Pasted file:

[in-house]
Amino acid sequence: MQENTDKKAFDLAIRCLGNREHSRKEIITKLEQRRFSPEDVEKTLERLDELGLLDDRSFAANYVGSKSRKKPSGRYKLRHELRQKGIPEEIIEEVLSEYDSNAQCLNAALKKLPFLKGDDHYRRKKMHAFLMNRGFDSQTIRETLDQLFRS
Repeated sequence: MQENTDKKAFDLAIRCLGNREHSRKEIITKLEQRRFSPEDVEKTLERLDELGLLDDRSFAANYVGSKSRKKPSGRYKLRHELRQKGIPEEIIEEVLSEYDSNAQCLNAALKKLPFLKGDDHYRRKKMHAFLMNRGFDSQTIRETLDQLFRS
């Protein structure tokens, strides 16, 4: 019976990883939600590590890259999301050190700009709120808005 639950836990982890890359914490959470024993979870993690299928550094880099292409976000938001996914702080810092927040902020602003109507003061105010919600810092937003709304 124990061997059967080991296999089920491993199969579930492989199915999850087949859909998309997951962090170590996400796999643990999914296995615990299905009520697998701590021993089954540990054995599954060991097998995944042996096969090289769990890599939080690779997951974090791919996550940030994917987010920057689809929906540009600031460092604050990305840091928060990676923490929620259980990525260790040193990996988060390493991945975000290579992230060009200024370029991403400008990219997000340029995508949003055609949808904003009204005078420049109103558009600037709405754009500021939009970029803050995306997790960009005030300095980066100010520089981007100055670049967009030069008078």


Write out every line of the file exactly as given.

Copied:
[in-house]
Amino acid sequence: MQENTDKKAFDLAIRCLGNREHSRKEIITKLEQRRFSPEDVEKTLERLDELGLLDDRSFAANYVGSKSRKKPSGRYKLRHELRQKGIPEEIIEEVLSEYDSNAQCLNAALKKLPFLKGDDHYRRKKMHAFLMNRGFDSQTIRETLDQLFRS
Repeated sequence: MQENTDKKAFDLAIRCLGNREHSRKEIITKLEQRRFSPEDVEKTLERLDELGLLDDRSFAANYVGSKSRKKPSGRYKLRHELRQKGIPEEIIEEVLSEYDSNAQCLNAALKKLPFLKGDDHYRRKKMHAFLMNRGFDSQTIRETLDQLFRS
């Protein structure tokens, strides 16, 4: 019976990883939600590590890259999301050190700009709120808005 639950836990982890890359914490959470024993979870993690299928550094880099292409976000938001996914702080810092927040902020602003109507003061105010919600810092937003709304 124990061997059967080991296999089920491993199969579930492989199915999850087949859909998309997951962090170590996400796999643990999914296995615990299905009520697998701590021993089954540990054995599954060991097998995944042996096969090289769990890599939080690779997951974090791919996550940030994917987010920057689809929906540009600031460092604050990305840091928060990676923490929620259980990525260790040193990996988060390493991945975000290579992230060009200024370029991403400008990219997000340029995508949003055609949808904003009204005078420049109103558009600037709405754009500021939009970029803050995306997790960009005030300095980066100010520089981007100055670049967009030069008078």